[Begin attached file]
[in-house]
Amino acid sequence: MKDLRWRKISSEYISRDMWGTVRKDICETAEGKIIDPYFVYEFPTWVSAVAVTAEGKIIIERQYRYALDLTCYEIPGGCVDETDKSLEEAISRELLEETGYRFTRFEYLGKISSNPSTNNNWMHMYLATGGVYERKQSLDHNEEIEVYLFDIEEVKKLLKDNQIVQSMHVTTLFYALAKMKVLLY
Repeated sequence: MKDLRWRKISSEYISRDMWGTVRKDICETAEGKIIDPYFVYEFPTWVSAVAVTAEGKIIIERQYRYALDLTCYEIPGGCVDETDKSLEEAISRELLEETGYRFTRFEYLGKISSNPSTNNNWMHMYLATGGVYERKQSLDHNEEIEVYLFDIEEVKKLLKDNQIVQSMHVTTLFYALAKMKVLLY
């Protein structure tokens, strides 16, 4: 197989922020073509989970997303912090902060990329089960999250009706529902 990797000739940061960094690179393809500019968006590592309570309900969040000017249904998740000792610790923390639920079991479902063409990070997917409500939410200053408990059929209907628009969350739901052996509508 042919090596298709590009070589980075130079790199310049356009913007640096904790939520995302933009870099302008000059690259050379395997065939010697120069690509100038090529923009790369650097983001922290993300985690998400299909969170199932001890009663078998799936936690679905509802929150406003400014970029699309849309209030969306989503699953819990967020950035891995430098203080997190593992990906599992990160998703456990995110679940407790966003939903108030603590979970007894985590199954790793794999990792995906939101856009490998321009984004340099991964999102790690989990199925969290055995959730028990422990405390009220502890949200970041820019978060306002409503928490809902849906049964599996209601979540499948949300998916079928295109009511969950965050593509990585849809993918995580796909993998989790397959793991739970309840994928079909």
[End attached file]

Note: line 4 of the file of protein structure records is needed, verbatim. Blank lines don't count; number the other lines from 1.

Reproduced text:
């Protein structure tokens, strides 16, 4: 197989922020073509989970997303912090902060990329089960999250009706529902 990797000739940061960094690179393809500019968006590592309570309900969040000017249904998740000792610790923390639920079991479902063409990070997917409500939410200053408990059929209907628009969350739901052996509508 042919090596298709590009070589980075130079790199310049356009913007640096904790939520995302933009870099302008000059690259050379395997065939010697120069690509100038090529923009790369650097983001922290993300985690998400299909969170199932001890009663078998799936936690679905509802929150406003400014970029699309849309209030969306989503699953819990967020950035891995430098203080997190593992990906599992990160998703456990995110679940407790966003939903108030603590979970007894985590199954790793794999990792995906939101856009490998321009984004340099991964999102790690989990199925969290055995959730028990422990405390009220502890949200970041820019978060306002409503928490809902849906049964599996209601979540499948949300998916079928295109009511969950965050593509990585849809993918995580796909993998989790397959793991739970309840994928079909």